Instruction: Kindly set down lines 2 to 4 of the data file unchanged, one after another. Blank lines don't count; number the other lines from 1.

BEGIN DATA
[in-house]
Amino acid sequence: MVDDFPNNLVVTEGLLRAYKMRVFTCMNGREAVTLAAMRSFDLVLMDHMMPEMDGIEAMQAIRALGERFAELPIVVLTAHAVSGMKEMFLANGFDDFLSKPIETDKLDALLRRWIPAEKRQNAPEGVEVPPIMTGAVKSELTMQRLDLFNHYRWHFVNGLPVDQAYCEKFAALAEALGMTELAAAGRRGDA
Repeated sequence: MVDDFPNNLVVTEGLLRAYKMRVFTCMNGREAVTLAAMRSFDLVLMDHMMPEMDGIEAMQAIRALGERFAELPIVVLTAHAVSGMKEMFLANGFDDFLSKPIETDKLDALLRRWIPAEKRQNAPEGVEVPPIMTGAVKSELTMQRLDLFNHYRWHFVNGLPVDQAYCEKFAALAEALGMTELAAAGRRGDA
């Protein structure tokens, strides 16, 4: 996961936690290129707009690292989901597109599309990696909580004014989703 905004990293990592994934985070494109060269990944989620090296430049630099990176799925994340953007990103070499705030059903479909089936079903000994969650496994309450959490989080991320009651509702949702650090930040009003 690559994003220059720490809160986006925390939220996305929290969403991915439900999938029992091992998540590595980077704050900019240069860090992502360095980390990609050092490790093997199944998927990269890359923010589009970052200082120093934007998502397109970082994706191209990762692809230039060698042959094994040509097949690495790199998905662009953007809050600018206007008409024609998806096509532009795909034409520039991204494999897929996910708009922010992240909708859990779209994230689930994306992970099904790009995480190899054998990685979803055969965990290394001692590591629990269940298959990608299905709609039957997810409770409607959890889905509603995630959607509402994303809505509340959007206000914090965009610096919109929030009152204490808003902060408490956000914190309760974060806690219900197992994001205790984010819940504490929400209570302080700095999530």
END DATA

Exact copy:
Amino acid sequence: MVDDFPNNLVVTEGLLRAYKMRVFTCMNGREAVTLAAMRSFDLVLMDHMMPEMDGIEAMQAIRALGERFAELPIVVLTAHAVSGMKEMFLANGFDDFLSKPIETDKLDALLRRWIPAEKRQNAPEGVEVPPIMTGAVKSELTMQRLDLFNHYRWHFVNGLPVDQAYCEKFAALAEALGMTELAAAGRRGDA
Repeated sequence: MVDDFPNNLVVTEGLLRAYKMRVFTCMNGREAVTLAAMRSFDLVLMDHMMPEMDGIEAMQAIRALGERFAELPIVVLTAHAVSGMKEMFLANGFDDFLSKPIETDKLDALLRRWIPAEKRQNAPEGVEVPPIMTGAVKSELTMQRLDLFNHYRWHFVNGLPVDQAYCEKFAALAEALGMTELAAAGRRGDA
């Protein structure tokens, strides 16, 4: 996961936690290129707009690292989901597109599309990696909580004014989703 905004990293990592994934985070494109060269990944989620090296430049630099990176799925994340953007990103070499705030059903479909089936079903000994969650496994309450959490989080991320009651509702949702650090930040009003 690559994003220059720490809160986006925390939220996305929290969403991915439900999938029992091992998540590595980077704050900019240069860090992502360095980390990609050092490790093997199944998927990269890359923010589009970052200082120093934007998502397109970082994706191209990762692809230039060698042959094994040509097949690495790199998905662009953007809050600018206007008409024609998806096509532009795909034409520039991204494999897929996910708009922010992240909708859990779209994230689930994306992970099904790009995480190899054998990685979803055969965990290394001692590591629990269940298959990608299905709609039957997810409770409607959890889905509603995630959607509402994303809505509340959007206000914090965009610096919109929030009152204490808003902060408490956000914190309760974060806690219900197992994001205790984010819940504490929400209570302080700095999530």